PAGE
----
Can My Ex File A Child Support Modification In Another State?

advice on divorceQuestion:

My ex-wife wants to have the child support amount modified because she says she is not receiving enough money following one of our children’s emancipation.

She and the children live in Arizona and she says she is going to file the child support modification there. However, I still live in Colorado where our divorced was finalized and the child support order issued.

Can my ex-wife file for a child support modification in another state?

Answer:

This answer only includes general divorce help for men since I am only licensed to practice in Oklahoma and am thus unable to provide advice on child support laws in your state.

You are likely going to deal with jurisdictional issues before you get to any of the substantive issues regarding child support. Jurisdictional issues are often complicated and are based on a combination of state and federal law.

In your particular case, you’re looking at having to navigate federal, Colorado, and Arizona law, and that is all before you get to any arguments relating to the amount of child support that should be paid.

Your wife can file for enforcement of a child support order in another state. The applicable laws: the Uniform Interstate Family Support Act (UIFSA), the federal Full Faith and Credit for Child Support Orders Act (FFCCSOA), and the Uniform Child Custody Jurisdiction and Enforcement Act (UCCJEA) provide many of the rules for a case such as yours.

Essentially, UIFSA provides the rules your wife would use to establish the support order issued in Colorado in an Arizona court. The FFCCSOA will provide guidelines for which state’s law to use in interpreting the amount and duration of your support obligation.

Finally, if you’re going to plan to make an argument to keep the matter in Colorado the UCCJEA will likely be your source for law to support such an argument. The UCCJEA, which deals with custody and visitation matters, will provide the rules for establishing the children’s home state and determining which court should hear such matters.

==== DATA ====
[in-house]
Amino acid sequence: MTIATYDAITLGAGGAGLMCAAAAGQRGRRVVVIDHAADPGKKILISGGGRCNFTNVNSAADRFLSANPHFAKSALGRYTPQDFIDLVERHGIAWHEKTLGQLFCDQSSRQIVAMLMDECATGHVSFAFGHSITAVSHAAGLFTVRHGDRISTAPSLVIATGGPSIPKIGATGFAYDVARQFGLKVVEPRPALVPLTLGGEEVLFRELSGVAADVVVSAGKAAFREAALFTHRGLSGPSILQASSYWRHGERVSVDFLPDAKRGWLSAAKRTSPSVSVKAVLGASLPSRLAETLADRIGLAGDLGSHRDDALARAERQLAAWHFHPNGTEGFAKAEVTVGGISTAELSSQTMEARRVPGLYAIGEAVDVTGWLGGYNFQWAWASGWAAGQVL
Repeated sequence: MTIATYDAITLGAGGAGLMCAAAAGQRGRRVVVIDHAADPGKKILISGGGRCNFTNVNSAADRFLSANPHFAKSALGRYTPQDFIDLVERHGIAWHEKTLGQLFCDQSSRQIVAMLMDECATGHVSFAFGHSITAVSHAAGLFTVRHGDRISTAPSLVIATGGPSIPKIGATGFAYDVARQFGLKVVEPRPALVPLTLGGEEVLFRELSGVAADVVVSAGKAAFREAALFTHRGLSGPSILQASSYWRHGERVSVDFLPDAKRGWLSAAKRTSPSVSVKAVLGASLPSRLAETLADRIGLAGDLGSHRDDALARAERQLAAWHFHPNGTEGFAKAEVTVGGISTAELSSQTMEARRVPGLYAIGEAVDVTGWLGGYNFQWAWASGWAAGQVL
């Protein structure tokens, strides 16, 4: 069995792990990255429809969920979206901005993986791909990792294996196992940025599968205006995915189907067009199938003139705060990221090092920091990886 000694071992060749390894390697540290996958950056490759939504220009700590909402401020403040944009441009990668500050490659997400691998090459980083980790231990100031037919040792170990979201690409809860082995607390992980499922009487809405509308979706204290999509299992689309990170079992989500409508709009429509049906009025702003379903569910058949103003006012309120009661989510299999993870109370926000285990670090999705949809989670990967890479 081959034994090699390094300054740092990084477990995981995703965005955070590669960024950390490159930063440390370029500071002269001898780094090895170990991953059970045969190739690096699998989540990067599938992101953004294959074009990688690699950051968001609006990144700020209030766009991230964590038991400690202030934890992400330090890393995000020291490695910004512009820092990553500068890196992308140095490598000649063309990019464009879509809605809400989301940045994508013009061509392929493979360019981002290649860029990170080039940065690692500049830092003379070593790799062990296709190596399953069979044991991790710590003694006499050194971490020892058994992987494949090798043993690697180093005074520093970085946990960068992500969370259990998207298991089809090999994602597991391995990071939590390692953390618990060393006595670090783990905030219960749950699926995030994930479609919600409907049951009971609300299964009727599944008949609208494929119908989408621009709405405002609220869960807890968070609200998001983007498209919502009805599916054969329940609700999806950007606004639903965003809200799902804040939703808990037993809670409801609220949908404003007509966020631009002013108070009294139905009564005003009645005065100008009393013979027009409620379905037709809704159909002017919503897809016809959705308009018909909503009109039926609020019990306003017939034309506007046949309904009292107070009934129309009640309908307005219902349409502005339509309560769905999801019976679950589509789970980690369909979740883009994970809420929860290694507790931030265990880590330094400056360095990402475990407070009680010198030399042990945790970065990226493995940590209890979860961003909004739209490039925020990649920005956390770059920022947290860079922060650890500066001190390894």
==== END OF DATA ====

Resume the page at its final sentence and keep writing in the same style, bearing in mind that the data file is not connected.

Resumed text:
You may consider filing a motion concerning the issues of child custody and visitation invoking the UCCJEA so as to clearly show its relevance and applicability.

Although it may not always seem like it, courts prefer efficiency. Judges will more than likely decide to have a case heard all at once, before one court, instead of two at different time.

If you can convince the Colorado and Arizona courts that the UCCJEA applies and your case should be heard in Colorado, the Arizona court may forego any claim to jurisdiction in the name of judicial efficiency and hear the child custody, visitation, and child support cases all together.

Please understand that my opinions are based upon the limited facts that you provided to me. For a more in depth discussion of fathers rights and financial advice on divorce, I urge you to contact a divorce lawyer.

To set up an appointment with a Cordell and Cordell mens divorce attorney, including Christian D. Barnard, an Oklahoma Divorce Lawyer, please contact Cordell & Cordell.

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